President Barack Obama’s budget office will announce the government’s deficit for 2009 will total $1.58 trillion, about $262 billion less than forecast in May, according to an administration official.
The White House’s biannual budget review set for release next week will show the outlook for the fiscal year ending Sept. 30 improved primarily because of reduced costs associated with the stabilizing economy. That has allowed the administration to scrap a $250 billion contingency plan to aid the financial industry, the official said.
The reduced deficit is also attributable to fewer bank failures than anticipated, which meant spending at the Federal Deposit Insurance Corp. will be $78 billion less than forecast, said the official, who requested anonymity because the figures haven’t been publicly released.
The deficit figure, as revised, would amount to 11.2 percent of the nation’s economy, the official said. That would be the biggest share since 1945.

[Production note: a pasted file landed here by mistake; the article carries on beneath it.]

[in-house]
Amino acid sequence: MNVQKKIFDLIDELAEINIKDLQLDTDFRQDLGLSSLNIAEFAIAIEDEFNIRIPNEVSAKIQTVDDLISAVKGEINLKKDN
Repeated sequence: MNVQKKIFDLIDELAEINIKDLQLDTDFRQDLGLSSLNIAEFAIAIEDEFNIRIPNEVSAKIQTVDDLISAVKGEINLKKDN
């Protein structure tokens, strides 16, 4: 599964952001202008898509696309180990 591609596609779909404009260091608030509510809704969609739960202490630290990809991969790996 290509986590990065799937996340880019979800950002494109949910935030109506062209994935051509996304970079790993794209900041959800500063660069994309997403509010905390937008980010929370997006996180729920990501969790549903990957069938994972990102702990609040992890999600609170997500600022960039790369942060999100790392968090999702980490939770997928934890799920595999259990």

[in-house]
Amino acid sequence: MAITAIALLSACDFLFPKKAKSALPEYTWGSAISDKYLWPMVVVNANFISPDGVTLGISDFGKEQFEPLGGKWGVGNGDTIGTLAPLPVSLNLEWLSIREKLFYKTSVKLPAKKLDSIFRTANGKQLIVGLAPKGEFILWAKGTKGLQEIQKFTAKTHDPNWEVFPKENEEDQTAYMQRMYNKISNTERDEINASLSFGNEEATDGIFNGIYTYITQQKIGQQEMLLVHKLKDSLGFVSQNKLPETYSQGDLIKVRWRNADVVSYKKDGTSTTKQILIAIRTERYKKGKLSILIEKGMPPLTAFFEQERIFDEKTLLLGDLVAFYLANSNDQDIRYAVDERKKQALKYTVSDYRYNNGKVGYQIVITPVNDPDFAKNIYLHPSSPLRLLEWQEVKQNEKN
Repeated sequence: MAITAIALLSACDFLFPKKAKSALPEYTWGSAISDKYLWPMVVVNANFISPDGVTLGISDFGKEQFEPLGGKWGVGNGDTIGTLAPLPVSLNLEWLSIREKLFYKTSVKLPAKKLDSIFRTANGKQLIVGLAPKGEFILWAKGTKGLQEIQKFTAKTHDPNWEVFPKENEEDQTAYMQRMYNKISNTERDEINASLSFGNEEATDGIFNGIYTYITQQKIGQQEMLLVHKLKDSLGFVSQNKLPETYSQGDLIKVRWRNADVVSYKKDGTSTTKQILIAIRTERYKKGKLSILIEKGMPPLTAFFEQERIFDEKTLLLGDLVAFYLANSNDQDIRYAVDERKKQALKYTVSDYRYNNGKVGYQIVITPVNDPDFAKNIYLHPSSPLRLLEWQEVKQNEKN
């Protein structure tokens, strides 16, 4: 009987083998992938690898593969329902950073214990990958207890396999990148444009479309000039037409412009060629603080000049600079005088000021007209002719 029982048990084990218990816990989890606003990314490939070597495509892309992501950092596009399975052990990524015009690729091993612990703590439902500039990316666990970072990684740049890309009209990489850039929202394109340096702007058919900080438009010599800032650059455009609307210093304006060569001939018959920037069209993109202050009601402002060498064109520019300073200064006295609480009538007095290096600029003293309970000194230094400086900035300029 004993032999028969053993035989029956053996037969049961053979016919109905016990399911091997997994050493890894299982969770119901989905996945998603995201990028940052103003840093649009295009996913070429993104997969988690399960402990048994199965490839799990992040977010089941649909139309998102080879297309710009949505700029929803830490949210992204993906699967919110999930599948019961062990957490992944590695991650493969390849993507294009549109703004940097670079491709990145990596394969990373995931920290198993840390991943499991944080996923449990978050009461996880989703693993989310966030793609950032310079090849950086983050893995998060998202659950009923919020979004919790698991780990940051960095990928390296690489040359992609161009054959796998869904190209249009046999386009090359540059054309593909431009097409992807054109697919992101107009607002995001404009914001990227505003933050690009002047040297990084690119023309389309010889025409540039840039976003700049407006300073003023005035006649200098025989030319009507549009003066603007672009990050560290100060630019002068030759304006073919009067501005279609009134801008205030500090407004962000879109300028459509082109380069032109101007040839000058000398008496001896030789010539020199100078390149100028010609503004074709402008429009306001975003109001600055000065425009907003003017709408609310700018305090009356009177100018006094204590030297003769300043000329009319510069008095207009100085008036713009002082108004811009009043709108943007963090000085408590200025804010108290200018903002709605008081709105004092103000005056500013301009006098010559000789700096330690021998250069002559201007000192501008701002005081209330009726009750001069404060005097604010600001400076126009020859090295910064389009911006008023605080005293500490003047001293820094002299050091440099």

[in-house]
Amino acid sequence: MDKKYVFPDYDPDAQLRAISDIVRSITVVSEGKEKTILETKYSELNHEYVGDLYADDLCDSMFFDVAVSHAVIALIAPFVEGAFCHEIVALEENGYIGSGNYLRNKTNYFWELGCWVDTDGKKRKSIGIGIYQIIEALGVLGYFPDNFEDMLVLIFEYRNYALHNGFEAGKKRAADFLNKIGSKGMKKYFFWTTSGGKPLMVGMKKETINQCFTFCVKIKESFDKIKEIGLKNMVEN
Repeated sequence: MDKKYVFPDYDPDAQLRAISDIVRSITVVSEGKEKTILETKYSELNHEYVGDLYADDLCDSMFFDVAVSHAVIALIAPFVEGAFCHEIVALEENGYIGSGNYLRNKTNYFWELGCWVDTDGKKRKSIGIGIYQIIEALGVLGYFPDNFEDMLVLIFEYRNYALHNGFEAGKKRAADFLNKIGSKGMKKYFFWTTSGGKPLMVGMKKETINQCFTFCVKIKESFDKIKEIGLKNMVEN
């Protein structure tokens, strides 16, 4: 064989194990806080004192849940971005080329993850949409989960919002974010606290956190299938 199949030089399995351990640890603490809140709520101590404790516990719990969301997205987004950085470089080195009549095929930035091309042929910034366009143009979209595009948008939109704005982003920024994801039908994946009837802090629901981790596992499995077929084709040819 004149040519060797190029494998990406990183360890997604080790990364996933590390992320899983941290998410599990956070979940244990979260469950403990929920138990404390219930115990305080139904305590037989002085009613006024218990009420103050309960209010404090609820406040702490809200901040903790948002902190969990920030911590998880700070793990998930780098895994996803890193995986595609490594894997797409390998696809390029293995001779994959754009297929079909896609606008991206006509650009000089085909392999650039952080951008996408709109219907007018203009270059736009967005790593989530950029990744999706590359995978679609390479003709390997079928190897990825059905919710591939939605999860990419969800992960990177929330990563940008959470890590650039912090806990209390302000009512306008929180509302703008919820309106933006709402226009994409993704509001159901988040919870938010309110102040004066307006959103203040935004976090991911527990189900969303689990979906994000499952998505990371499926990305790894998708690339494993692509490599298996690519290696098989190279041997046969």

“It’s better than we expected but it’s still a huge deficit,” said Stan Collender, a former congressional budget aide who is a partner at Qorvis Communications in Washington. He said the administration deserves “some credit here for managing the financial bailout situation so that they didn’t need another one,” adding that Obama and his aides faced “a very unstable situation when they walked in cheap car insurance.”
The administration’s mid-session review, slated for release on Aug. 25, will update the White House’s economic and budget forecasts with revised estimates of GDP growth, unemployment and future deficits. The administration official declined to discuss any other details in the report.
The nonpartisan Congressional Budget Office, which in June estimated this year’s deficit would reach $1.825 trillion, is also scheduled to release a revised estimate on Aug. 25.
The Obama administration had previously pegged this year’s shortfall at $1.84 trillion and next year’s deficit at $1.26 trillion. Tax revenue this year will total $2.074 trillion, the official said, which would be down 18 percent from last year, a reflection of the slow economy. Spending will grow to $3.653 trillion, which would be up almost 23 percent from 2008.
Federal spending has been driven up in part by the $787 billion economic stimulus package enacted in February, a $700 billion bailout of the financial industry, takeovers of mortgage financiers Fannie Mae and Freddie Mac and the increased costs of running safety-net programs such as unemployment insurance.